The gripping intro to the written BBC report begins
In a distant corner of a fenced-off site in Cheshire a fleet of Nimrod MRA4 warplanes which cost taxpayers more than £4bn are being turned into scrap.
The video footage on the main News bulletin that night http://www.bbc.co.uk/news/magazine-12281640 certainly made The Lad wince. It was shot from a helicopter and showed an area surrounded by high tarpaulin and steel screens between two hangars. Within are the tattered chunks of a fuselage heaped beside another Nimrod that is clearly to be the next victim of the advancing dinosaur of a demolition machine. Both the remnants and the more-or-less complete aircraft shell have the matt, olive sheen of the treated aluminium skin of a part-finished aircraft. The RR engines have already been removed and they will at least have been saved for use in some other aircraft.
Was it wanton mindless destruction, or, as Unite’s John Fussey described it, the dismantling as ‘barbaric vandalism’?
It is fortunate that engineering design is not a function like entropy that can only be degraded by use. If it had been, then the destruction of these planes without going into service [that is some sort of use] would be more painful still. But bring the attentions of these engineers that worked on the Nimrod to another project and they will fire up other ideas into reality.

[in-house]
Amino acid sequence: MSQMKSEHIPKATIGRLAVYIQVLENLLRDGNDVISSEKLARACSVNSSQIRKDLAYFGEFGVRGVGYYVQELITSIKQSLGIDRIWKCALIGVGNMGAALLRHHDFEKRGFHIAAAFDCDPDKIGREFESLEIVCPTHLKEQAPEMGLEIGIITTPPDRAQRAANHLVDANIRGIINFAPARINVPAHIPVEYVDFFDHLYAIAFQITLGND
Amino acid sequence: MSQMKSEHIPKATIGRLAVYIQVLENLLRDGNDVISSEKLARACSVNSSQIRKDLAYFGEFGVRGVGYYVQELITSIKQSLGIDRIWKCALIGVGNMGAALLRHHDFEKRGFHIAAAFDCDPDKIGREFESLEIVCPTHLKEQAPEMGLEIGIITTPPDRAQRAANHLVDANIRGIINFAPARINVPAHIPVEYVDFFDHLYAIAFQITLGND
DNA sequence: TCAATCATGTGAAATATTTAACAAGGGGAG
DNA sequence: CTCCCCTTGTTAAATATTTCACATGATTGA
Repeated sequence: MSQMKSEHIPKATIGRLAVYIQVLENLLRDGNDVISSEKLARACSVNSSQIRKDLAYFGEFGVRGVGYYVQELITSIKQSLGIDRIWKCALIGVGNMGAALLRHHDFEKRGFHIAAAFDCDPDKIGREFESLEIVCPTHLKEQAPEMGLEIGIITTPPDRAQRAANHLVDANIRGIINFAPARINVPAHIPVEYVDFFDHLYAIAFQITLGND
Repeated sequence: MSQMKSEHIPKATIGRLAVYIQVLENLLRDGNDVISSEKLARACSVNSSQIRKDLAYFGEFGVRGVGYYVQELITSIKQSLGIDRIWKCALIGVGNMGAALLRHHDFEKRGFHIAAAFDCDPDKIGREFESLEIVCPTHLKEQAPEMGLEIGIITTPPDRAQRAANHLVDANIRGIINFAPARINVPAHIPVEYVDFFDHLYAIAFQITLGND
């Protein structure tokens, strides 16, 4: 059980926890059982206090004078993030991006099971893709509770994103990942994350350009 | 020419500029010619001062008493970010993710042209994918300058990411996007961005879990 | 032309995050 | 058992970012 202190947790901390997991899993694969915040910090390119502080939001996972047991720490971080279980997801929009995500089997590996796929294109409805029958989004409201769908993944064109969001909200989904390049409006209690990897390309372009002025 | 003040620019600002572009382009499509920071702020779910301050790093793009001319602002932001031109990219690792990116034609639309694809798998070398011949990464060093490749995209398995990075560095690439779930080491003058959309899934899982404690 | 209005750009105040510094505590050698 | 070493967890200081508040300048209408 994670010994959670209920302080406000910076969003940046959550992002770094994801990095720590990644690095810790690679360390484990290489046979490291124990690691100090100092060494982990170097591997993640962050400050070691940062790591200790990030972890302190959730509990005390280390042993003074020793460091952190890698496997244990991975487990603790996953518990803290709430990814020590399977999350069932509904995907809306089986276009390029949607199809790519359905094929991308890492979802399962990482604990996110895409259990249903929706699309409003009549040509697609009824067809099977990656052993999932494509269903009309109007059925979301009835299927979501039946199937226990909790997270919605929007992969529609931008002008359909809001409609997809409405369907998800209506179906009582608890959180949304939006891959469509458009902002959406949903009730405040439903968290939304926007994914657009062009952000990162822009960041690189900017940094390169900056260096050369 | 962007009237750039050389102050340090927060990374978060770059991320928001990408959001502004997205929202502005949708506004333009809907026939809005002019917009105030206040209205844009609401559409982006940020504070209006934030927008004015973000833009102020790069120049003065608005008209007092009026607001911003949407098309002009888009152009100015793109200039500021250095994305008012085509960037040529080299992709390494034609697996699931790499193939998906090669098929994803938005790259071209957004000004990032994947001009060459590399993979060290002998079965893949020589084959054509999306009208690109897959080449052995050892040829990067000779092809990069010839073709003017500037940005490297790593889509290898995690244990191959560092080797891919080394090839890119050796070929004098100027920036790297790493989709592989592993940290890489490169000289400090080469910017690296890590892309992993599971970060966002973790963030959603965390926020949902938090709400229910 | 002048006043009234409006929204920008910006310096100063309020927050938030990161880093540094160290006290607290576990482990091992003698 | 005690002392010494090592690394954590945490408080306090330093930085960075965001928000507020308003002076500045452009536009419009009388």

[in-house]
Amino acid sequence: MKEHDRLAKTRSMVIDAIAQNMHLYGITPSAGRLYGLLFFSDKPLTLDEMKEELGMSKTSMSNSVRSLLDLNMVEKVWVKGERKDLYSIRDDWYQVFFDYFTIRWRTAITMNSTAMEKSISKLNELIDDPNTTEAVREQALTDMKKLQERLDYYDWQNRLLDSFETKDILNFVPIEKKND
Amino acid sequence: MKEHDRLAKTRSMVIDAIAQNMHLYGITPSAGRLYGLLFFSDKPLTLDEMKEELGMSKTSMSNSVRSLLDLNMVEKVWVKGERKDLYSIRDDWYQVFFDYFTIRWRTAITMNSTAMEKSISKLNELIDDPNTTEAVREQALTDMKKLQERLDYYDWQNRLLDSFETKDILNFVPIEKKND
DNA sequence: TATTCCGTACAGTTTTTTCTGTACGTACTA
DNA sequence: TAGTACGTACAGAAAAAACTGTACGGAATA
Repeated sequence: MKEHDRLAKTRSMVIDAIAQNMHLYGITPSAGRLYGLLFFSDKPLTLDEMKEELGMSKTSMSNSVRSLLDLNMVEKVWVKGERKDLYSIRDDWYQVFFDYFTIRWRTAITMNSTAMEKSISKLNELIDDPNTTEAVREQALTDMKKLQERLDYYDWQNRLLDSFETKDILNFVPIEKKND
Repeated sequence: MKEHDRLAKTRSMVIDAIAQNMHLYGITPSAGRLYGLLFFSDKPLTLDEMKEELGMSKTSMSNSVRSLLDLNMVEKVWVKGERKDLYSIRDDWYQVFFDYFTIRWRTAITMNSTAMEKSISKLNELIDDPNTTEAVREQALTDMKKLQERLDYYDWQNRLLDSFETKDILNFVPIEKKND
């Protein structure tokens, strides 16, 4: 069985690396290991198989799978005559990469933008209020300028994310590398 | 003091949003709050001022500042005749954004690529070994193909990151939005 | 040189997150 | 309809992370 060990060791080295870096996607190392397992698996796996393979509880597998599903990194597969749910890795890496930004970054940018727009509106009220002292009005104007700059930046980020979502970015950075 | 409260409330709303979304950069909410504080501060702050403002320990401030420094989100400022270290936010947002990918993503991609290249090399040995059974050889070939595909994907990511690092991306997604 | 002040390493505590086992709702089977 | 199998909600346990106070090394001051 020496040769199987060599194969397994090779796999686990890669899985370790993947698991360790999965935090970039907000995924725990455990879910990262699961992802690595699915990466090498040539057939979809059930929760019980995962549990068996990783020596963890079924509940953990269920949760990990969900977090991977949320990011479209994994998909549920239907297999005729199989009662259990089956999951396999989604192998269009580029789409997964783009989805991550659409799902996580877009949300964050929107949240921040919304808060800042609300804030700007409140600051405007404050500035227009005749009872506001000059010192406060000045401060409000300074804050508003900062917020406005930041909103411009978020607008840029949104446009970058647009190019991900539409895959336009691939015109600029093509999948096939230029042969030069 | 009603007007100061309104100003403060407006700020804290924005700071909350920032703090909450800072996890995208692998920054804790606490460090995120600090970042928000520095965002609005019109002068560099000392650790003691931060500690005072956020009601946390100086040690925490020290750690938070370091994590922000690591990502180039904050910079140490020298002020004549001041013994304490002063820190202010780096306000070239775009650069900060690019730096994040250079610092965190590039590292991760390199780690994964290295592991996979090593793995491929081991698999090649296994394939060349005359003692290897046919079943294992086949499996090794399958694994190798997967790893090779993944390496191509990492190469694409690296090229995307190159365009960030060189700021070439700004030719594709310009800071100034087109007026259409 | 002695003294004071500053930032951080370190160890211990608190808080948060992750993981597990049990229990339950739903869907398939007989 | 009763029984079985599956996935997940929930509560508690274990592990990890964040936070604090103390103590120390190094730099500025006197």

This report says that the project was 10 years in the making. The Lad has read somewhere else rather that they were 10 years late in delivery. The Wikipedia story, http://en.wikipedia.org/wiki/BAE_Systems_Nimrod_MRA4 , is very detailed and seems to confirm his memory. This and £4 billion of sunk costs and £2 billion to operate are eye watering and show that this is not a good engineering project. Whether it is the MoD or BAe that is to blame for beginning and sustaining this project is an entirely different question.